Everyone. No one is safe from criminals (duh!) But certain groups are being targeted more persistently than others. These include newcomers to a country (those who might need financial aid or are less clued up about this scam), unemployed people, students, and those experiencing money problems.
With the age range for getting a current account lowering, criminals are targeting young vulnerable banking customers from 11 to 21.
What to look out for:
Fake Job Offers:
• Money mule adverts are often exact copies of genuine job adverts. They also go so far as to duplicate websites and create similar contact information to seem more legit.
• If they're not copying other job adverts, there may be many spelling and grammar errors, and they may be poorly written. The sender will likely have a personal rather than company email address.
• They may term frame the role as a 'representative' or 'agent' role and explain that they are an overseas company.
• Lack of specific job duties, including money transfer or good.
• No listed educational or experience requirements.
• Remote working-everything will be done online from home
These don't all indicate money muling, but many of them are red flags all the same! Be vigilant online
Promises of Instant Cash:
• A stranger asks you to move money through your account and promises you a commission.
• The opportunity as sold as a way to make easy money, risk-free same-day cash.
• You will be asked for your bank account number, even if they don't need to use your account
We've outlined the major risks and highlighted what to look out for, but a more in-depth source can be found here: public awareness and prevention guides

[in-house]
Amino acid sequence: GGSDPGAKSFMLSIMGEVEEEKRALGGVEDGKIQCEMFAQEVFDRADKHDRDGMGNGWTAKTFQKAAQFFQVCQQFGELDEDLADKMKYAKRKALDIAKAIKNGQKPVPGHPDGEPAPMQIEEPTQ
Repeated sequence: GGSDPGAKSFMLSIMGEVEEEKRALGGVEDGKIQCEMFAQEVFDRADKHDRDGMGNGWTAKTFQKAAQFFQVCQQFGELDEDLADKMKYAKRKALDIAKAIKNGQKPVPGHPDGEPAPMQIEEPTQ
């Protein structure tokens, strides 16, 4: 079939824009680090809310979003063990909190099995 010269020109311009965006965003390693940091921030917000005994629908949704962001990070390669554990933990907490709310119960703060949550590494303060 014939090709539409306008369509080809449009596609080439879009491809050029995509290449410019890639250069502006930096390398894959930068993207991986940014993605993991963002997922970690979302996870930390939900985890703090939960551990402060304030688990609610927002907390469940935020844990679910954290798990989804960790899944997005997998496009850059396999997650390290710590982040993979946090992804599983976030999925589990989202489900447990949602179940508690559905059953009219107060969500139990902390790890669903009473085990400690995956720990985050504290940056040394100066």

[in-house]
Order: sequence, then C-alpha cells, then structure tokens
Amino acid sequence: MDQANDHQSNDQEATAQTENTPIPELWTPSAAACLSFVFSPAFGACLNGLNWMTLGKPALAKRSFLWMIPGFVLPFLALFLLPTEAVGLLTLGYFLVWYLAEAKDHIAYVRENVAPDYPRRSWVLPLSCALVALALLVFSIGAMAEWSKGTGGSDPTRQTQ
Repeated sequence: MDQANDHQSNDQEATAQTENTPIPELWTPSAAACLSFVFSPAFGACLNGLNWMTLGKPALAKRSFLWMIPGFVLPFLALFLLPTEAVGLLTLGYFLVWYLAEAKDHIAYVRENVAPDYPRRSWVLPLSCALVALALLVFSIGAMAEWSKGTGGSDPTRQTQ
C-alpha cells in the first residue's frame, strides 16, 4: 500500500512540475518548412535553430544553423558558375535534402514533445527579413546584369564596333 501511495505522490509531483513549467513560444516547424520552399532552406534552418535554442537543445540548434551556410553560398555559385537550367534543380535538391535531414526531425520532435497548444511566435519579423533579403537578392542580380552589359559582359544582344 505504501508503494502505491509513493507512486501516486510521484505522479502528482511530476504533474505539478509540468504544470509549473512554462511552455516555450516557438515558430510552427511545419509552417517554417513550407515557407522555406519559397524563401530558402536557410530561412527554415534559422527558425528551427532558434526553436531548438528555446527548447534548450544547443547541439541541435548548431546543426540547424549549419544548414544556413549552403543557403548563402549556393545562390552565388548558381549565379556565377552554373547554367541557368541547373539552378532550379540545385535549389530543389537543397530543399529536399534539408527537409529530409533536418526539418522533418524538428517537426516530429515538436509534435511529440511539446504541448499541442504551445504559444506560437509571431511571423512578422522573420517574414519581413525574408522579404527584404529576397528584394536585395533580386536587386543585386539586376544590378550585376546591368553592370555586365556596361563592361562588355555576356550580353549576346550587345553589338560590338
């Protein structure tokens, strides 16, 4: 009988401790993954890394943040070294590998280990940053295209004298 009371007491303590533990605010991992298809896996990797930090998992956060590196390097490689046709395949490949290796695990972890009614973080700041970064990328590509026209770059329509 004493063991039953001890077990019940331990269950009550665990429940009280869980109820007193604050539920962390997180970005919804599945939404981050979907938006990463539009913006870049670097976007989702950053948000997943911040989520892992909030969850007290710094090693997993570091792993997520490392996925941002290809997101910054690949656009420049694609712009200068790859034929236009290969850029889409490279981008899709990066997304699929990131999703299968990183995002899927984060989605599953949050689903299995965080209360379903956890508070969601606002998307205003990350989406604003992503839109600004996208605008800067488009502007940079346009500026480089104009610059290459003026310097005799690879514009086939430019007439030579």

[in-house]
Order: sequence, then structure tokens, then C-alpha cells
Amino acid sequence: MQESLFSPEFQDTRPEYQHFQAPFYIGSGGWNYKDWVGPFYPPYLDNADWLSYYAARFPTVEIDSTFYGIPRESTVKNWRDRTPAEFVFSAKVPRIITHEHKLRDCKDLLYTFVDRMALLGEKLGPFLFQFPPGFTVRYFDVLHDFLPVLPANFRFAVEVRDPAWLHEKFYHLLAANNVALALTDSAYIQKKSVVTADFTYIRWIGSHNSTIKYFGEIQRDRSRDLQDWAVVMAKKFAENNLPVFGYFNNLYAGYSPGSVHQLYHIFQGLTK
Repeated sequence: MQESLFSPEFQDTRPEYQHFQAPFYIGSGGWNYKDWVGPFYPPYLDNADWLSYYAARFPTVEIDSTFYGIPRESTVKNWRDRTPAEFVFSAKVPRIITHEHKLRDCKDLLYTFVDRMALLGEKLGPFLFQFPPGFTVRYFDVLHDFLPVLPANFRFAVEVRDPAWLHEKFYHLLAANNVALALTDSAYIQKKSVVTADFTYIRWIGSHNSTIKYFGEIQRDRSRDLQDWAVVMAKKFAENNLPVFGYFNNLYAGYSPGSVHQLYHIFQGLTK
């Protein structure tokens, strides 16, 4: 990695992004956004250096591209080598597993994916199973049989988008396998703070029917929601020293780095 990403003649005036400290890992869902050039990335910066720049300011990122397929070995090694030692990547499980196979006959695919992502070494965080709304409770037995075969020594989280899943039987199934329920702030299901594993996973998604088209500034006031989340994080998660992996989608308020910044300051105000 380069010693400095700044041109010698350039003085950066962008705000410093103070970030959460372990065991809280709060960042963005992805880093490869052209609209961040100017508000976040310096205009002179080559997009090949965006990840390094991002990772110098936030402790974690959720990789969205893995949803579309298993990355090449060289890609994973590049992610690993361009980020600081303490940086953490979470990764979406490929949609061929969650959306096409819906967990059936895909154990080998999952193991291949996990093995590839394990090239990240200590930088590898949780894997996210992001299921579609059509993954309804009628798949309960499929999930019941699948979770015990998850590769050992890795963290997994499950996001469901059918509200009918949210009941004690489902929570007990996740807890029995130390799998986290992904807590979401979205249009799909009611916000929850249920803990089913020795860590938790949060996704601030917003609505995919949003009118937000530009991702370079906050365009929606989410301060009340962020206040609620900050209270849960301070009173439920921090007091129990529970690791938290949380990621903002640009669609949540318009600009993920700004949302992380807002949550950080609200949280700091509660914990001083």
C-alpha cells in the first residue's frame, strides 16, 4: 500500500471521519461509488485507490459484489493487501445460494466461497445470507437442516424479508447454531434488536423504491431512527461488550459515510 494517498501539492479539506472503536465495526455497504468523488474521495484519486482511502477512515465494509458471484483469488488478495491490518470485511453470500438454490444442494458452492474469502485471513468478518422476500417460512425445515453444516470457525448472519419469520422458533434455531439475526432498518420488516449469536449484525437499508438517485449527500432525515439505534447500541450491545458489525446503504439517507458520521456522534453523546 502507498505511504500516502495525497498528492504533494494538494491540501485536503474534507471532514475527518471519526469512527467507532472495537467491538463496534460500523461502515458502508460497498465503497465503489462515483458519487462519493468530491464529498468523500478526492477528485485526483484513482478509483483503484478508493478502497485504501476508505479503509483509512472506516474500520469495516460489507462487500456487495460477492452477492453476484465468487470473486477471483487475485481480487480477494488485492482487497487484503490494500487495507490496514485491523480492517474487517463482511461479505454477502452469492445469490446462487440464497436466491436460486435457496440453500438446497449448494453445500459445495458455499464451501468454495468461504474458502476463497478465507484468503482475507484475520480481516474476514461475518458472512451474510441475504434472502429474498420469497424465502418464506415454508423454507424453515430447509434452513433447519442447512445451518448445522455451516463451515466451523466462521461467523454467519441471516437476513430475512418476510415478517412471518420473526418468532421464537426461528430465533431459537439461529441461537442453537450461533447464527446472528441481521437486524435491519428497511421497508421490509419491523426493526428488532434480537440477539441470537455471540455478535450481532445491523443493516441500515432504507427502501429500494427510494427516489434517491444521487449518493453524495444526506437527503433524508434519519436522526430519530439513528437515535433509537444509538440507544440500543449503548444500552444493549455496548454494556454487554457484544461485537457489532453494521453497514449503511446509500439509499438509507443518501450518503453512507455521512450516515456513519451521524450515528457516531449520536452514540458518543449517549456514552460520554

Report the account for illegal activity as soon as you are contacted through social media, and hopefully, it will prevent someone else from falling victim to a similar scam. ActionFraud also has a reporting system that you can use to report suspected criminal activity. If you have any doubt about someone's trustworthiness, don't share your account details.
For more information on new scams and how to avoid them, visit Financial Fraud Action UK's Scam Academy.
If you intentionally allow your account details to be used for fraud, you could be sentenced to 14 years in prison. According to the Metropolitan Police, they will focus on finding and prosecuting those who are using money mules as opposed to those who are conned into becoming them.
Being a money mule has repercussions. The accounts of former mules have been closed, making it difficult for them to reopen them. It is possible for the company to see a flag attached to their name when they go to get a new account, loan, or credit card, and it could influence their decision to approve you.
Information in this publication is provided for general information only, and it does not purport to include every aspect of the topics with which it deals. You should not take it as advice. Prior to taking, or refraining from taking, any action based on the content of this publication, you should seek professional or specialist advice. Kixy LTD or its affiliates are not rendering legal, tax or other advice through the content of this publication. A similar outcome is not guaranteed. The content in the publication does not represent, warrant or guarantee, either expressly or impliedly, that it is current, accurate, complete, or up-to-date.